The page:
• Bankruptcy
  • Use of the Residence and Other Property
  • Removal of Personal Property
  • Use of Your Surname (Last Name)

All of the above topics will be covered in detail in this handbook.

4. GROUNDS FOR DIVORCE

In Louisiana, you may get a divorce based on fault which caused the break-up of the marriage of get a no-fault divorce.

THE EVER CHANGING NATURE OF DIVORCE LAW

Divorce law has evolved to conform to the prevailing views of our time. In past decades, divorce laws were drafted to dissuade persons from divorcing. These restrictive laws were framed with the purpose of preserving the family unit. Louisiana was our parent with the arrogant position that it knew what was best for us. Divorces were instituted based on a spouse’s guilt or innocence (“Fault”). Fault was a major player in the determination of alimony and apportionment of property. Along with the age of fault, came the age of gender bias. This included the “tender years doctrine” which presumed that the mother should be the custodial parent of an infant or young child.

This rather antiquated system of family “justice” created bitter court fights and lingering anger and regret.

Today, divorce in America is taking a new direction. States, including Louisiana, are no longer as stringent in their role to maintain family units. Modern legislatures are realizing America’s freedom of choice while preserving and enforcing the legal and moral parental obligation to raise and support children. As a result of this changed focus, more states are permitting divorces on grounds other than fault.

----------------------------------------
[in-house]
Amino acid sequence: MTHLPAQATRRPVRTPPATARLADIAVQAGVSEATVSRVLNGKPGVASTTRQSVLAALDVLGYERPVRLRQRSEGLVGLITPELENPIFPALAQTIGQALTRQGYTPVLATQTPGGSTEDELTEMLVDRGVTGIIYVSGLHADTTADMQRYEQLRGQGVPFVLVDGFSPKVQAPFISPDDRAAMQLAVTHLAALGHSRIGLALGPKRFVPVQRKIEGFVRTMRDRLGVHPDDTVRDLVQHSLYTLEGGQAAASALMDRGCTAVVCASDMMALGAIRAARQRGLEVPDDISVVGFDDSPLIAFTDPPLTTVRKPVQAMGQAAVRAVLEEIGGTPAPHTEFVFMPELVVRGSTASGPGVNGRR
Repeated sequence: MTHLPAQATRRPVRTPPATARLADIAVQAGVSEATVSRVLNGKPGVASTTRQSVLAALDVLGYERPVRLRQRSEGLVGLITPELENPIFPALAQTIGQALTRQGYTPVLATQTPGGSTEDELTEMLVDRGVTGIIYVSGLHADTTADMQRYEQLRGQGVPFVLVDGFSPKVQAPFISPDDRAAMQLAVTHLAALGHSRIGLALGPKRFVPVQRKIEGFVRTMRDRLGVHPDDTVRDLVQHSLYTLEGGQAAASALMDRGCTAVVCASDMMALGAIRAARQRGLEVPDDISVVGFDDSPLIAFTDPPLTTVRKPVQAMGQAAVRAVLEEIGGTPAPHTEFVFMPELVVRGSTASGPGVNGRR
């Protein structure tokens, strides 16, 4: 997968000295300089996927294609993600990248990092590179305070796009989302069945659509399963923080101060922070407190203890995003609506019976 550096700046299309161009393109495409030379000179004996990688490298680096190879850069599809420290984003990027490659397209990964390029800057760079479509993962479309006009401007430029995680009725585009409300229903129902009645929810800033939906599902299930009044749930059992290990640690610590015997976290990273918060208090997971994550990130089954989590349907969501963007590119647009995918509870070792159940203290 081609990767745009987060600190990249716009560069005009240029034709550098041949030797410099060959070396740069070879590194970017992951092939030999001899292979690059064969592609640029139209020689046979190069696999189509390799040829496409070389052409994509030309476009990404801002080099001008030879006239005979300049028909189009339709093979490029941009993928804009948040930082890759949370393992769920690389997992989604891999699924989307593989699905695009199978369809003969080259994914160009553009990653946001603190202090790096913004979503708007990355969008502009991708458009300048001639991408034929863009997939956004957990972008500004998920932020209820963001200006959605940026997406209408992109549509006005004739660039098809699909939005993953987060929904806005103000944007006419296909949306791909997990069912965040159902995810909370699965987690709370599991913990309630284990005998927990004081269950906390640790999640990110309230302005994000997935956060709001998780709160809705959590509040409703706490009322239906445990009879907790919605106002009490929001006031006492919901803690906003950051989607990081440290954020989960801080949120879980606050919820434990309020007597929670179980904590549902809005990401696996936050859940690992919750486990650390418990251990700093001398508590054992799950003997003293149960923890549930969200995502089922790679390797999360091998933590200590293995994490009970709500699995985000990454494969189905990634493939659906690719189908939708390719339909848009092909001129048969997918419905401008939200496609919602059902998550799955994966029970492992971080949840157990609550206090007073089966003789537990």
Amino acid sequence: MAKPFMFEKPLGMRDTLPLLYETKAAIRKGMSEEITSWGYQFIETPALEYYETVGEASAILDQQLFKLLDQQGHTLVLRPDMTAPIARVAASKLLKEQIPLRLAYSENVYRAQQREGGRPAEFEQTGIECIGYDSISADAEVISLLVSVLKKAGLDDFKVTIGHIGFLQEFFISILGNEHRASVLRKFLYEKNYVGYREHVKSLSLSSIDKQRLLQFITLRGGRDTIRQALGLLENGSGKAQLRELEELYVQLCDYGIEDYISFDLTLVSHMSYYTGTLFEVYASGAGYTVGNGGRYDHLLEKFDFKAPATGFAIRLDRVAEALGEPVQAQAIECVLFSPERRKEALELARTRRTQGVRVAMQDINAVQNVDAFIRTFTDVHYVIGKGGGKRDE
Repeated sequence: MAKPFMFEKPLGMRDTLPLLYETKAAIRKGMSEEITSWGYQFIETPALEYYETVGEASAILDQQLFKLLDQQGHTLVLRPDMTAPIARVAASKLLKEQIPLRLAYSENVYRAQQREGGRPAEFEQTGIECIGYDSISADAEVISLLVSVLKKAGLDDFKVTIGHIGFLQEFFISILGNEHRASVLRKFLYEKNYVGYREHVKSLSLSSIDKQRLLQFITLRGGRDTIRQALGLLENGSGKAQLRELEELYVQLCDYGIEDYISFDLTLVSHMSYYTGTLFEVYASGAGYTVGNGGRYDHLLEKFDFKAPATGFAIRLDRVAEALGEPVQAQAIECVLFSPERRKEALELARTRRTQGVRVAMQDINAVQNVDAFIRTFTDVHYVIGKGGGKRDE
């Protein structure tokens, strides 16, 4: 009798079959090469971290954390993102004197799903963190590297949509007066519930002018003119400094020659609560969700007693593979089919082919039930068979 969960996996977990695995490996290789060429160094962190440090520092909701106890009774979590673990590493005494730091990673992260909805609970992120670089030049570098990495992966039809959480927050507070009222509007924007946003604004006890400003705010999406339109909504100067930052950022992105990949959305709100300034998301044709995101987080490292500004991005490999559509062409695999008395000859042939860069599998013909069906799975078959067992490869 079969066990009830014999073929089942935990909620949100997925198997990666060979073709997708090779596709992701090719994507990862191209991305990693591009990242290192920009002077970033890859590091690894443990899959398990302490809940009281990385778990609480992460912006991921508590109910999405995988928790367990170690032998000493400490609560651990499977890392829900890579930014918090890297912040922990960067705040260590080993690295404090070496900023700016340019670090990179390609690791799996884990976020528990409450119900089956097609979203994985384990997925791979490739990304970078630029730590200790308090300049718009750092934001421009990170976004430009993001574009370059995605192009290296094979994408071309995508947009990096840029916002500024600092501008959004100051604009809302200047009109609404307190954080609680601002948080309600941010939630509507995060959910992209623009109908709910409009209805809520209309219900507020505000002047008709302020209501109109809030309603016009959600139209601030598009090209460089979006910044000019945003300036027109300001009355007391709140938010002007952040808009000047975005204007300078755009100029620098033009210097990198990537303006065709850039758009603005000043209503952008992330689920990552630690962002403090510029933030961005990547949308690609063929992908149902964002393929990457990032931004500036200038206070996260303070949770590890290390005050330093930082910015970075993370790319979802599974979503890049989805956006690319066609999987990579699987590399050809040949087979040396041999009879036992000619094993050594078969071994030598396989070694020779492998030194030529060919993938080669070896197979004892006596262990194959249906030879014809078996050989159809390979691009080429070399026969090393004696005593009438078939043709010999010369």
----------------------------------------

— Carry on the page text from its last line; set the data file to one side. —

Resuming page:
A “no-fault divorce” aids in lessening the stresses associated with torrid allegations of infidelity or intemperance. Such allegations still raise their ugly head in battles over spousal support, child custody and the like; however, the system is slightly more civil and less combative as a whole. Accompanying a trend toward “no-fault” divorces is the aspiring goal of the courts to be gender neutral. Although constitutionally mandated, the goal has not been fully obtained, yet progress is being made.